Ippon kumite is the best method for handling various attacks and kicking techniqes. It is also superior for practicing evasion, since doing so for multiple step techniques will continually put the defender off-line. The nature of this exercise now allows for different iterations for one step sparring such as, changing footwork, angles, evasion, or even having the attacker counter-attack the defenders counter-attack. The possibilities are endless.
Ippon kumite is demonstrated in front of the examiner for 6th kyu to 3rd kyu (green to brown belt). During an examination, the student must demonstrate various different counter-attacks in response to the sequence of attacks put toward them.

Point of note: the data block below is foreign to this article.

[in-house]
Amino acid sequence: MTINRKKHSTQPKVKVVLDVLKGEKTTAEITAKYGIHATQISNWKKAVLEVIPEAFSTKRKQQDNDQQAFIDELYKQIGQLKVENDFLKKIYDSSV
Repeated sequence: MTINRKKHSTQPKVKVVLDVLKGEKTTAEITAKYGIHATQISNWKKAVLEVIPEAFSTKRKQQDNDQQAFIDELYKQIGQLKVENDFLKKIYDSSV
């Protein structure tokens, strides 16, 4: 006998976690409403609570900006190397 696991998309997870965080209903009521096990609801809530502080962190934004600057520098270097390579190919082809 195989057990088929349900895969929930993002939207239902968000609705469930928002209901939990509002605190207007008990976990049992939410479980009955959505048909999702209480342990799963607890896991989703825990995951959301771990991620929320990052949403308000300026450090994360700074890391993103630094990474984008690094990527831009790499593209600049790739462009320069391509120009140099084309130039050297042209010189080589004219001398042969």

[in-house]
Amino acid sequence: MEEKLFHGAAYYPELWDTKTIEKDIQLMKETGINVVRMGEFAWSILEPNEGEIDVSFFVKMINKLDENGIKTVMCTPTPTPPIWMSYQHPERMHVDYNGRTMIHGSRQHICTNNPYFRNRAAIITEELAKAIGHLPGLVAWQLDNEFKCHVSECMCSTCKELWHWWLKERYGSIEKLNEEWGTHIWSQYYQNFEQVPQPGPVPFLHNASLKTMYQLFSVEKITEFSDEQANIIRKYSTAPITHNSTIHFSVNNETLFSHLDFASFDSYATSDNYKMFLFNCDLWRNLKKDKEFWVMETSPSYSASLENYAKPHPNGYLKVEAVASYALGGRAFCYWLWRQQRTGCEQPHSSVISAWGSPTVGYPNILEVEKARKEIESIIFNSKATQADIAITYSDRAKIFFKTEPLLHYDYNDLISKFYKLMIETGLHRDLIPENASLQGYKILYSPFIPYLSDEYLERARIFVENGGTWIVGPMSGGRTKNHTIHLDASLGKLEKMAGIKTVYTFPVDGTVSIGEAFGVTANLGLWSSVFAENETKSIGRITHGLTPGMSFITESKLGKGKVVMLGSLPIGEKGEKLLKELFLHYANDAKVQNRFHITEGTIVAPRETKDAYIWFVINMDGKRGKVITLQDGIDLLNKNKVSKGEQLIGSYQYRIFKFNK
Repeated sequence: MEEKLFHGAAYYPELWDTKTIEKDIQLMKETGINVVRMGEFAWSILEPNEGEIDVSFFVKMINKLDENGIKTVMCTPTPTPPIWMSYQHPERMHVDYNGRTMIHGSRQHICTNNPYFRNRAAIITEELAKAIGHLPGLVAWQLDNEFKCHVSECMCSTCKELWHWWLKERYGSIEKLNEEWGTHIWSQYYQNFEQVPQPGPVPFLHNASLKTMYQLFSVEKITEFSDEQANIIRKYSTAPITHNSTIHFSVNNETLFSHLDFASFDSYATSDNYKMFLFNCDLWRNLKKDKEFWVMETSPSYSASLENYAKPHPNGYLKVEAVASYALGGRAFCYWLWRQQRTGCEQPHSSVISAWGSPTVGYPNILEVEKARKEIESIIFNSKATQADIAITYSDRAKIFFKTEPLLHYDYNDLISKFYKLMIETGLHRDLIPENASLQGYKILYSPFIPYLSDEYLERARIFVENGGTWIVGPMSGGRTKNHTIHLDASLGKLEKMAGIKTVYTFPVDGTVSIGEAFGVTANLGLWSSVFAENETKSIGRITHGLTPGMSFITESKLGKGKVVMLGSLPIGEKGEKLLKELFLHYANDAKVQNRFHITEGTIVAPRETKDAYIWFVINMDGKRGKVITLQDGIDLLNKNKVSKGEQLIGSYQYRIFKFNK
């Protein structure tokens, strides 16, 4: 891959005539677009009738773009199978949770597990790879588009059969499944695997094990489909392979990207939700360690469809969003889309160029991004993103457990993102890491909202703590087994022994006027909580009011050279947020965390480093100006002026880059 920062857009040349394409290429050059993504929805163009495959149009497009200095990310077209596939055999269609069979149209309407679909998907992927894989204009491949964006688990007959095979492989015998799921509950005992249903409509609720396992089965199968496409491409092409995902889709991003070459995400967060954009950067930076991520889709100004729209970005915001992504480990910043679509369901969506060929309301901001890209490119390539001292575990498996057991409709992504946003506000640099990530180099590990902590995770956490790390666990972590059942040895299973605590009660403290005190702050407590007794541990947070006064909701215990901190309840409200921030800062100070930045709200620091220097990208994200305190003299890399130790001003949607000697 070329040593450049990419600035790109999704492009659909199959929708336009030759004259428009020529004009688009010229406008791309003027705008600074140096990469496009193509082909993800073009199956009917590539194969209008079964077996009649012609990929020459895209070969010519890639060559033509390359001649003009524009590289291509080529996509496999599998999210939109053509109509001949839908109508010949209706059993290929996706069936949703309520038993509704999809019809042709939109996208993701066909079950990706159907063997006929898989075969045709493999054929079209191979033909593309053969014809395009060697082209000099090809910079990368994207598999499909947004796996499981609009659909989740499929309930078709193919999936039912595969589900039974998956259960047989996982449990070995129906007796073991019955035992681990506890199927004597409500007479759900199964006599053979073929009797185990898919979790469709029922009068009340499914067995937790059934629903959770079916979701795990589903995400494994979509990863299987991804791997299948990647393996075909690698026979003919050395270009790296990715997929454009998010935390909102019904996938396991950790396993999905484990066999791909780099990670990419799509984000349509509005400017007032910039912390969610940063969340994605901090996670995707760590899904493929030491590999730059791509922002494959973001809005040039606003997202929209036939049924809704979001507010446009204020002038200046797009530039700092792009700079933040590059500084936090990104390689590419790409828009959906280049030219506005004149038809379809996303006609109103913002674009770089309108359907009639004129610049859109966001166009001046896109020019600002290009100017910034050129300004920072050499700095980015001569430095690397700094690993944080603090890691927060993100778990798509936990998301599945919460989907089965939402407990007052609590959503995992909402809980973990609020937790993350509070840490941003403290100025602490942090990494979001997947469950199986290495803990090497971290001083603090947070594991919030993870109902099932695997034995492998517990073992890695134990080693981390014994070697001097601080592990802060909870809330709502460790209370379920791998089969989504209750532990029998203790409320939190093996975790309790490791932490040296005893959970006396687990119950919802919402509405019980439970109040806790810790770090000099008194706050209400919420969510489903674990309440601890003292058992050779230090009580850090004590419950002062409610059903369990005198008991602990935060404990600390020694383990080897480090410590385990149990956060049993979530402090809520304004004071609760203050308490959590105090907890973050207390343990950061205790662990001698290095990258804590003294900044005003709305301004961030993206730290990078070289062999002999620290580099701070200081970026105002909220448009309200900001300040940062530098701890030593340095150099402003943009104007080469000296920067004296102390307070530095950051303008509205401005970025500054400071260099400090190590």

Jyu-Ippon kumite, or semi free-style sparring, follows the exact same rules of etiquette and training structure as Ippon kumite, with the one exception being that both partners are free to move around in a free-style posture and stance, as opposed to Ippon kumite's static, ready posture and stance. As in Ippon kumite, partners are restricted to one attack, and one block and counter.
Once the technique is announced, both the attacker and defender are free to move around, with the attacker looking for their best opportunity to advance. This teaches the student to recognize opportunities, take advantage of targets presented to them, and react accordingly. Once the attack is initiated from free-style stance, strong foundation and basics must be demonstrated by both students with the same structure as Ippon kumite.